This should stop the questions, but you realise that you have lost the realtime protection that you were being asked about.

Cheers

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#5 mightyvh

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Posted 02 May 2007 - 09:09 AM

tg1911, you mentioned installing programs. I assume this goes for upgrades of various trusted programs and windows updates as well that might change registry entries. It would seem that checking the remember box should be the default so as to allow time to research any changes and to allow reversing our possible bad choices. Although I use a computer daily for both work and pleasure, I'm still pretty clueless when it comes to the registry etc. I suppose this bodes well for the future of bc
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#6 mischievous

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Posted 03 May 2007 - 11:16 AM

Open Spybot, up in the top left click on MODE and choose ADVANCED. Down at the bottom left, click on TOOLS.

In the pane that comes up, click RESIDENT. Uncheck RESIDENT TEATIMER.

This should stop the questions, but you realise that you have lost the realtime protection that you were being asked about.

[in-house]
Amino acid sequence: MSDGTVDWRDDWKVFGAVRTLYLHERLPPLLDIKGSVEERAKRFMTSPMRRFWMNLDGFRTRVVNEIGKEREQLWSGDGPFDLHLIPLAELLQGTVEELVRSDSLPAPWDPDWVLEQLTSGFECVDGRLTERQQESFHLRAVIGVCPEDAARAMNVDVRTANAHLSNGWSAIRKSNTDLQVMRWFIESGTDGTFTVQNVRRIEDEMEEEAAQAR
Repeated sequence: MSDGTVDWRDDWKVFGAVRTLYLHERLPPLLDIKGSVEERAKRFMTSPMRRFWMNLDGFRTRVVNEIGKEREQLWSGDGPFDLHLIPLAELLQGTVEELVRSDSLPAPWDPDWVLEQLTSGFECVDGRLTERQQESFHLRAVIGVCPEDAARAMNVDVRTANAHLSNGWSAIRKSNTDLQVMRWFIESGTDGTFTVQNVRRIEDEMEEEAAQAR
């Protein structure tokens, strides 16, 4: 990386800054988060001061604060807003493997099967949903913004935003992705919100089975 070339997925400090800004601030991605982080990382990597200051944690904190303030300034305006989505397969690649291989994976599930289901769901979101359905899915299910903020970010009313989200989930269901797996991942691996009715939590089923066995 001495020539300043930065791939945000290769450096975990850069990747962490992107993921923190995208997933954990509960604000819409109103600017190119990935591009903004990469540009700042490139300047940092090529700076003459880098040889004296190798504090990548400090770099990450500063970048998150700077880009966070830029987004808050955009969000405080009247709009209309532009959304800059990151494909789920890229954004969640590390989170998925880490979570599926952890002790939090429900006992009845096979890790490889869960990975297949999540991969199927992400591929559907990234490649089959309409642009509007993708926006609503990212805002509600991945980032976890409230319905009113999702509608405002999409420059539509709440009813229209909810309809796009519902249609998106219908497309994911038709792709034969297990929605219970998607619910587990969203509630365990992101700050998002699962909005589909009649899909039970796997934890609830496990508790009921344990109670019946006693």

Cheers



I'm thinking maybe I'd be better getting Spybot off my computer rather than mess up the registry. If I do what you suggest wouldn't my AOL spyware just do the same as the Spybot without the teatimer thingy?

#7 tg1911

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Posted 03 May 2007 - 11:39 AM

You don't need to remove Spybot, as it's still a good tool for doing the occasional scan, for malware.
Since no program will catch everything, it's a good idea to use several programs to detect, and remove, malware.
If AOL has a real time spyware scanner, then you can disable TeaTimer, as rowal5555 suggested, and just use Spybot, when you do your routine maintenance scans.


mightyvh,

I assume this goes for upgrades of various trusted programs and windows updates as well that might change registry entries.

Correct.

It's when your surfing the web, and the registry change warning pops up, that you want to Deny the change.
This indicates, there is something that the site is trying to install on your computer, without your knowledge.